Here is an introduction to the northern area of Botswana and particularly the Okavango Delta and Chobe River areas that we travelled through during our journey. Hopefully, it will join a 'few of the dots' as to the places mentioned in the main area of the journey story which is, completely according to my own bias, very heavily focussed on the animals that we watched and photographed.
It, in no way, does full justice to the history and culture of the people of Botswana or to story of the country which is quite remarkable in itself. In 2016, Botswana is celebrating it's 50th anniversary of being an independent country. What is special is that for those 50 years Botswana has been a well governed and peaceful democracy.
The map below shows our trip across northern Botswana and then into Zimbabwe and Victoria Falls.
Map courtesy Wilderness Travel.
Maun and South Moremi Reserve
Pretty much everyone reaches Botswana from South Africa. We flew into Johannesburg after an 11 hour overnight flight from the UK, our home. To give ourselves a buffer we had decided to spend a day and night in Jo'burg (actually a town called Irene near Jo'burg) before heading up to Maun.
Maun is a small town at the bottom end of the delta which is the centre of the safari industry in Botswana. 'Industry' makes it sound rather unpleasant, it's not at all but in August it's pretty dry and the change in scenery from the UK (even with a day's acclimatisation in South Africa) is marked. We spent a night at a lodge about 30 minutes drive outside the town before heading up into the reserves itself.
The Moremi game reserve is a national reserve several hours drive north of Maun. It's a mixture of woodland (Mophane trees predominate), open grasslands and small channels and pools of wetland. Of course, this is the case in August when its dry. Earlier in the winter, it's much wetter and this very flatland can be inundated by the delta's floodwaters and the roads can be impassable at times. The surprising thing is how water seeps up from below; it can be bone dry dusty grassland to wet ground in a single step and the landscape changes are delineated as markedly too.
Photo >> Southern skies, the Milkyway, in camp at night.
Moremi to the Upper Delta
We spent three days in Moremi travelling around the area between South-Gate, Bodumantau Lagoon and First Bridge (where we camped) and saw many of the large animals and birds for the first time.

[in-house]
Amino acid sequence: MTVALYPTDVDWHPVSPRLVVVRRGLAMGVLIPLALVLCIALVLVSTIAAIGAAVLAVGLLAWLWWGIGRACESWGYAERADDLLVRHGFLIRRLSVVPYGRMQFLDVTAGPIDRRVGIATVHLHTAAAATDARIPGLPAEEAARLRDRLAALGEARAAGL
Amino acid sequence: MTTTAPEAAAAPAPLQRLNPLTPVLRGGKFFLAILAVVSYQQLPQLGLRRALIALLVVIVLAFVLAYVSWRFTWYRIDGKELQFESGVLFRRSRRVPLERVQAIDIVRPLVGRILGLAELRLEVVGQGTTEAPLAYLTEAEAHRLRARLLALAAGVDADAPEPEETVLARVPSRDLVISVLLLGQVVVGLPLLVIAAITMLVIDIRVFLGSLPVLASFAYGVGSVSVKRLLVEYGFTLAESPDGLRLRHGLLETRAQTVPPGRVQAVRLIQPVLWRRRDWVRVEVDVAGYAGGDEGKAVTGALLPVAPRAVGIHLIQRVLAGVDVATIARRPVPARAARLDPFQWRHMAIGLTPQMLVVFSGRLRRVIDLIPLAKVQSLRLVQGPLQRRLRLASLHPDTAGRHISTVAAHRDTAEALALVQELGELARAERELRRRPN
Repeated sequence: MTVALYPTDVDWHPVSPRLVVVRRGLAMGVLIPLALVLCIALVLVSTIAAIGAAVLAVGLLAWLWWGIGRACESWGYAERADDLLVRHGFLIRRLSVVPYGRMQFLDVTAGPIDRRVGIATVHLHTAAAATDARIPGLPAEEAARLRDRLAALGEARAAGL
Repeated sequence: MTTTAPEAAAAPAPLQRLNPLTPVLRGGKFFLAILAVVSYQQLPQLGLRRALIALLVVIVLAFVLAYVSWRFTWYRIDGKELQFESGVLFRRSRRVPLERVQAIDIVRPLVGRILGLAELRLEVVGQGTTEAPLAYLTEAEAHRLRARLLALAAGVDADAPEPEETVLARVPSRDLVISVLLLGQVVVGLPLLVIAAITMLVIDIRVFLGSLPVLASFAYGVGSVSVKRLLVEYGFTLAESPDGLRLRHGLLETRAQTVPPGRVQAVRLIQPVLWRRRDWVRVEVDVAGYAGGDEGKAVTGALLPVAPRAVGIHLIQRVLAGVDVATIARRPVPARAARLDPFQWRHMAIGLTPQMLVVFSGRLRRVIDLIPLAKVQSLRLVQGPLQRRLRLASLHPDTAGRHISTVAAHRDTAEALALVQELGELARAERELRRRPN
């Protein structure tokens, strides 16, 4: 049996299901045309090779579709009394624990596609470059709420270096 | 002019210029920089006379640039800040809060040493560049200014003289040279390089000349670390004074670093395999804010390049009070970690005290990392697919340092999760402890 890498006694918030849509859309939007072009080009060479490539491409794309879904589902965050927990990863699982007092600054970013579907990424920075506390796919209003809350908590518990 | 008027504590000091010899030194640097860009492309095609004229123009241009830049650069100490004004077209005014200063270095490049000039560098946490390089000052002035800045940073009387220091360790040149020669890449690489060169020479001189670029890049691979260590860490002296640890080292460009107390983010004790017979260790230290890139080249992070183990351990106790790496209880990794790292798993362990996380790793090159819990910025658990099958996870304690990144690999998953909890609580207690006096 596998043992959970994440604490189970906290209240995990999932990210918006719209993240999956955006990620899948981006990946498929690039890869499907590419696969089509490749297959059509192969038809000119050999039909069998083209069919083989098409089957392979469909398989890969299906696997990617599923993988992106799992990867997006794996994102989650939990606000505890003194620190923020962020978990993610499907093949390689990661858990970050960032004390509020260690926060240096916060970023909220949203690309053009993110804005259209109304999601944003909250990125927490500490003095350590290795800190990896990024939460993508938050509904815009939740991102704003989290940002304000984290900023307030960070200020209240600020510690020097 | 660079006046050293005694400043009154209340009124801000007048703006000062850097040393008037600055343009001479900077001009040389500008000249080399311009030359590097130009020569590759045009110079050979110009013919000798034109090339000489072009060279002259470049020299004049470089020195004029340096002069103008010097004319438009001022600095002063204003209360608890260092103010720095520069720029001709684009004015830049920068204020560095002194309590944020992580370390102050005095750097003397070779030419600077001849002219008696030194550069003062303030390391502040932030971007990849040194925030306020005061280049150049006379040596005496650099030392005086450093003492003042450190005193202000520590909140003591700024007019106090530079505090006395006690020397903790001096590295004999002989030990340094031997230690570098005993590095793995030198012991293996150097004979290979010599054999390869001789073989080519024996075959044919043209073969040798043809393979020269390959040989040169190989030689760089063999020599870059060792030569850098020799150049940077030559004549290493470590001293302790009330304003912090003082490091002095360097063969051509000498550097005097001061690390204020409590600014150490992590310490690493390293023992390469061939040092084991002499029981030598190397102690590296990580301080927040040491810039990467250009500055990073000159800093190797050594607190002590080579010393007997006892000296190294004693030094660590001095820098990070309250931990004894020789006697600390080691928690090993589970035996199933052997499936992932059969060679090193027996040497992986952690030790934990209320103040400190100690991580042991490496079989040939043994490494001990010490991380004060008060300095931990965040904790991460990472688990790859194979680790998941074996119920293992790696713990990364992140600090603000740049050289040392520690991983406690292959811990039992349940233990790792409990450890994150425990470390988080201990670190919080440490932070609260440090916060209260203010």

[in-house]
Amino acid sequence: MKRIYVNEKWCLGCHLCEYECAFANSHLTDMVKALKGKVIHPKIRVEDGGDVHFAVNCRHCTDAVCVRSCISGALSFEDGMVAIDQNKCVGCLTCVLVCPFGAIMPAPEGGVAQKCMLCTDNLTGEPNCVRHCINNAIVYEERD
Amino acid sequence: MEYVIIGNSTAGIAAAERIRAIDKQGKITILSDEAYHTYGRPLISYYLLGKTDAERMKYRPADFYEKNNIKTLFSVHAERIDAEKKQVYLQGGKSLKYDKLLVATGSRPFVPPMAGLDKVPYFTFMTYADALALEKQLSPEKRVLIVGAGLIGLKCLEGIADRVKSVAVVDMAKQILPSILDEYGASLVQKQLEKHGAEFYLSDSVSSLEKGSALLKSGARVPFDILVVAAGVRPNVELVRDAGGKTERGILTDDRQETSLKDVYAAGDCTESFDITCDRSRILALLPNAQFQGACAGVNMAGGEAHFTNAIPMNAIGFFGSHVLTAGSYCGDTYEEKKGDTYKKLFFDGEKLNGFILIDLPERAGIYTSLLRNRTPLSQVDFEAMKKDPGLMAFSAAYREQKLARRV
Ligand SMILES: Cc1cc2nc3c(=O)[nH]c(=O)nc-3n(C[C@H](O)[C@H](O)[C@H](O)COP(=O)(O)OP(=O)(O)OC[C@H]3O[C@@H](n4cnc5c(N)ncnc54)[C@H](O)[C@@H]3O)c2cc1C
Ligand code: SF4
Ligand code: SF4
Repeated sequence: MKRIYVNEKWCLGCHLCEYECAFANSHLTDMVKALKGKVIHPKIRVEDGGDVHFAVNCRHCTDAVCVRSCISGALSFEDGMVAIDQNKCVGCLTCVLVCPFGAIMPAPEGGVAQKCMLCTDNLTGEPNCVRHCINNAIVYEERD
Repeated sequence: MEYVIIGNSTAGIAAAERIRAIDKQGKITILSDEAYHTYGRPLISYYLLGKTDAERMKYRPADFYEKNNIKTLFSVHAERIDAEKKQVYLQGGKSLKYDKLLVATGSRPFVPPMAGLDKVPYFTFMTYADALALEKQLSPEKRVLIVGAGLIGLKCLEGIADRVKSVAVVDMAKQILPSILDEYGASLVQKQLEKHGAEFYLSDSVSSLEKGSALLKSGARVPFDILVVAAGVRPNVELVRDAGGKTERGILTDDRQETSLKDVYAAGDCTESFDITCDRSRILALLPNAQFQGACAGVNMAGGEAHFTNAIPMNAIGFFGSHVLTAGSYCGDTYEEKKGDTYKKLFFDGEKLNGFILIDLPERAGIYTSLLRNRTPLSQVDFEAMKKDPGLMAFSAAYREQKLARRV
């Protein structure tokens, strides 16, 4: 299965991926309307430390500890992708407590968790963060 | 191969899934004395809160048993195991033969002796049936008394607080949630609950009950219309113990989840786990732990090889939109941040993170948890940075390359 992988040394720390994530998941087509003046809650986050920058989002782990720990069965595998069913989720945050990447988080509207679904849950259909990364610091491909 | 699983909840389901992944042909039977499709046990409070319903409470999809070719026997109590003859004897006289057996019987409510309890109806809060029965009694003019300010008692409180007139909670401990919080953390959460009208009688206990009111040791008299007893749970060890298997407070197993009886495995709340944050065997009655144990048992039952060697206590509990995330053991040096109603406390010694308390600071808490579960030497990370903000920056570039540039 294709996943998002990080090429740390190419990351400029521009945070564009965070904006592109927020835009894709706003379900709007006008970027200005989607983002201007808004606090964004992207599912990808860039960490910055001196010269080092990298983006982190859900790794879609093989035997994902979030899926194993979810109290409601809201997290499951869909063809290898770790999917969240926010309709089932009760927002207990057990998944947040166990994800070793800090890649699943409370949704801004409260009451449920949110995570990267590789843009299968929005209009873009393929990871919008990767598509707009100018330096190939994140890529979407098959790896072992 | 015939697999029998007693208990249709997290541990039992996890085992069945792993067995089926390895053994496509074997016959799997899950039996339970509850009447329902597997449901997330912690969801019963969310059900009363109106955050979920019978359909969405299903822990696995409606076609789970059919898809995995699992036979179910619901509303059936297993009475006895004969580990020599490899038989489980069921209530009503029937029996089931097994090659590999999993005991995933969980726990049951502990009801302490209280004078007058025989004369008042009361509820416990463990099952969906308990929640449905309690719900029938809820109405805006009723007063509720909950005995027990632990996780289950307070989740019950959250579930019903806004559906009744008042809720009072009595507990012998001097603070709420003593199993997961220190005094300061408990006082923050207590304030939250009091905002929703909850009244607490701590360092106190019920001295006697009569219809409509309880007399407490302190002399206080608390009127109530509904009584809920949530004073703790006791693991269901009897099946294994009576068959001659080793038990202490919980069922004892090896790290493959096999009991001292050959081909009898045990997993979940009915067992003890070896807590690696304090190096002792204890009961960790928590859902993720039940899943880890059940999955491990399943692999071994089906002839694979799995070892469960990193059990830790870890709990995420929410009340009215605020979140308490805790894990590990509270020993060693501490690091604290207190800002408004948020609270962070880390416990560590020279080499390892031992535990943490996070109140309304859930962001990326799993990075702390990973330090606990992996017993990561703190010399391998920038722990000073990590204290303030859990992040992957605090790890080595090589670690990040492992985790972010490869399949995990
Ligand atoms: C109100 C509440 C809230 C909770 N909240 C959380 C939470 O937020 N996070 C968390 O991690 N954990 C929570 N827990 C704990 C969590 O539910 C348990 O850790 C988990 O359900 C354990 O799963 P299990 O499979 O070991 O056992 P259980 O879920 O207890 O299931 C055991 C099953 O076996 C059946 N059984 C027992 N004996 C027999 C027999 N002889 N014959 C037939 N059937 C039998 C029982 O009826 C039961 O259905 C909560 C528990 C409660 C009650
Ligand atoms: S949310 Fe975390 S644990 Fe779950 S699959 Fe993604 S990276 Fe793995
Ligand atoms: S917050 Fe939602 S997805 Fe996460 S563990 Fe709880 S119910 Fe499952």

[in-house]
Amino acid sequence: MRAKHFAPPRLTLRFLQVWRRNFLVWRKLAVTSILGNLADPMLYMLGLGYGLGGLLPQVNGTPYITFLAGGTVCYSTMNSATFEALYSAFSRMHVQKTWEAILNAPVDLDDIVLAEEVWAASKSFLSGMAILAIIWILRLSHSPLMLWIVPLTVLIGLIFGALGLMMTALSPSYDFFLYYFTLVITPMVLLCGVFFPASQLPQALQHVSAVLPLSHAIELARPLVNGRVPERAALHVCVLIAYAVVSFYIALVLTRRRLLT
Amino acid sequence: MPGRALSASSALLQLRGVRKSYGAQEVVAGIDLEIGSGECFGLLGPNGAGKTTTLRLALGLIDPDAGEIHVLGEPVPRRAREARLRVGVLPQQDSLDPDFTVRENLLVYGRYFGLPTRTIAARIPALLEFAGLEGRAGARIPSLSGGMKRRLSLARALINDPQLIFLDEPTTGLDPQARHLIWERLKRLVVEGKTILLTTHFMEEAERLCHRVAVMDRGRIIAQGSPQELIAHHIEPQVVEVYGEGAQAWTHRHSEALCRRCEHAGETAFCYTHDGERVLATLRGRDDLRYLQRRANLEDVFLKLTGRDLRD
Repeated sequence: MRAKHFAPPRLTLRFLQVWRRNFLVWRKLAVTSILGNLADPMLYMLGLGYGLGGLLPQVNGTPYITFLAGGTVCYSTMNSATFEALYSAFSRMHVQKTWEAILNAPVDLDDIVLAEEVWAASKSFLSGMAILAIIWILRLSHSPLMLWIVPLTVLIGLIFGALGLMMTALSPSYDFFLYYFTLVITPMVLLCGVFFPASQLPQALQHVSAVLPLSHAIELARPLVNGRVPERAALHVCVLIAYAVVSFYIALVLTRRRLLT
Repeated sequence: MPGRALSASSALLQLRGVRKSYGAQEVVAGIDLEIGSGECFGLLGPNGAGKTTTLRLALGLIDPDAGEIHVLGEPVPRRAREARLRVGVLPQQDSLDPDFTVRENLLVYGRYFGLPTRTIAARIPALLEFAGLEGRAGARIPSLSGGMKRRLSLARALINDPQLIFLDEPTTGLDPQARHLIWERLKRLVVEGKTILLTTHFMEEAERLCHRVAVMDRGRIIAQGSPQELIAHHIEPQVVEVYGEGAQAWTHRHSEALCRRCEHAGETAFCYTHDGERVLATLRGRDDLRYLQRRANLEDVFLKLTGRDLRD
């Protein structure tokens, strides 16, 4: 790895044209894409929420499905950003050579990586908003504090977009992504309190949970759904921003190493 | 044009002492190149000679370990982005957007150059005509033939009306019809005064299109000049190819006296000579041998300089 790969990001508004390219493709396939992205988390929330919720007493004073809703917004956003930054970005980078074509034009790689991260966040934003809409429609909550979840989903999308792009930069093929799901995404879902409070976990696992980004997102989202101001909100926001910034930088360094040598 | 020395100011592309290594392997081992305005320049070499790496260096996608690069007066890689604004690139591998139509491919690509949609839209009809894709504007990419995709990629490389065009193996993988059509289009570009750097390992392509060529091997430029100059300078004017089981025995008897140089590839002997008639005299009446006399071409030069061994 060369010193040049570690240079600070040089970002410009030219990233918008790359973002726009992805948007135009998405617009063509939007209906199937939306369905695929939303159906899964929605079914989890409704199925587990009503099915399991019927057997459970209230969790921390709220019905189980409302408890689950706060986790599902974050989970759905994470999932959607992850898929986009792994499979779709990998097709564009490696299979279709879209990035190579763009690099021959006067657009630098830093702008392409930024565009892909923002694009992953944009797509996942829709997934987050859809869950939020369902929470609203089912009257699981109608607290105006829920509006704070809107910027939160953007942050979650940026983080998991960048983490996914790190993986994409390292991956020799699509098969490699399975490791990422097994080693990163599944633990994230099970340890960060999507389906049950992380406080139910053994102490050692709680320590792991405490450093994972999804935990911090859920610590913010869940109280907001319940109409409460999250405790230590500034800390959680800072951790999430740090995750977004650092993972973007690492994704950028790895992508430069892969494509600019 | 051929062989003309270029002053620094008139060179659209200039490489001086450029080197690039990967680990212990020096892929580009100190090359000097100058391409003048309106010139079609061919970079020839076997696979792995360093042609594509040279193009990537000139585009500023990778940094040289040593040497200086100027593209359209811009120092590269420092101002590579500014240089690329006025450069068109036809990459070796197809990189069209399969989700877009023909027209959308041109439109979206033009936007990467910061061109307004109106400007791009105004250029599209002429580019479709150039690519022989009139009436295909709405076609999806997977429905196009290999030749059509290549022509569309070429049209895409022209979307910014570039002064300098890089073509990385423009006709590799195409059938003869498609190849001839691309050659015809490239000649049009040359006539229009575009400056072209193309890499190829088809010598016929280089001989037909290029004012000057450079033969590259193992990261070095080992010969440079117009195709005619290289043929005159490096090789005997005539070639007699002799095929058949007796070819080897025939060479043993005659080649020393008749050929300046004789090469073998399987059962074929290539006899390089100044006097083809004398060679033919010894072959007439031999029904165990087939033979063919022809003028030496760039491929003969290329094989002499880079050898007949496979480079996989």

We then travelled up to the North West of the delta by boat (5-6 hours) from Xakanaxa along the Moanachira channel (the most northerly main channel in the delta. (Roughly but only approximately shown on the map at the top!). The landscape is totally different on the water with the shallow channels fringed by tall reeds and papyrus.
Being in the upper delta for three days afforded us the opportunity for a number of boat based trips to see hippos, crocs and many, many birds plus a three walking trips on the larger islands in between the channels.
Back to Moremi - North Gate and the Khwai River
To get back to Moremi, we flew by light airplane from bush strip to bush strip. From the air, you can really see the wet & dry character of the delta. Low islands, hundreds of animal trails and the waterholes and channels.
Khwai river is a relatively small river that takes the waters well out into the drier savannah and provides an oasis for the wildlife. This river is the northern boarder of the Moremi reserve. It's similar in nature to the southern side though the grasslands are more extensive and there are some large pools, the reserve of hippos. We spent a further two days here getting out first sighting of lion here.
Into the Savuti Marsh
The drive from Khwai to Savuati Marsh is long, dry, and on this occasion pretty hot. Savuti is north of the delta and is fed by another watercourse; the Savuti channel that also comes off the Okavango river further north.
However, this channel is fickle and small seismic tremors plus rainfall can determine whether the channel flows or not. It was dry for many years in the '80s and 90's but started flowing regularly again in the 'noughties'. It's been drying decently and by March '16 was completely dry again. That means that the 'marsh' is now a dry grass plain and water is limited to a couple of artificially pumped boreholes. For a change, whether the channel runs or not, doesn't seem to be Man's doing. Nevertheless, savannah wildlife abounds including many lions (for which the Marsh is famed).
<< Baobab against the background of the Marsh.
The Chobe River lies at the northern edge of Botswana. The river marks the boarder with Namibia and is major tributary of the Zambezi. This was the final area we visited.
Again we drove from Savuti to Chobe River; the trip slowly revealed changes in the scenery. The soil, which had resolutely been the fine dusty grey of the clay soils of the delta changed to a coarser dark red sand in some areas. The trees changed from the water logged tolerant Mophane tree to more African Teak.
Sunrise over the floodplain and Botswana river edge of the Chobe River >>
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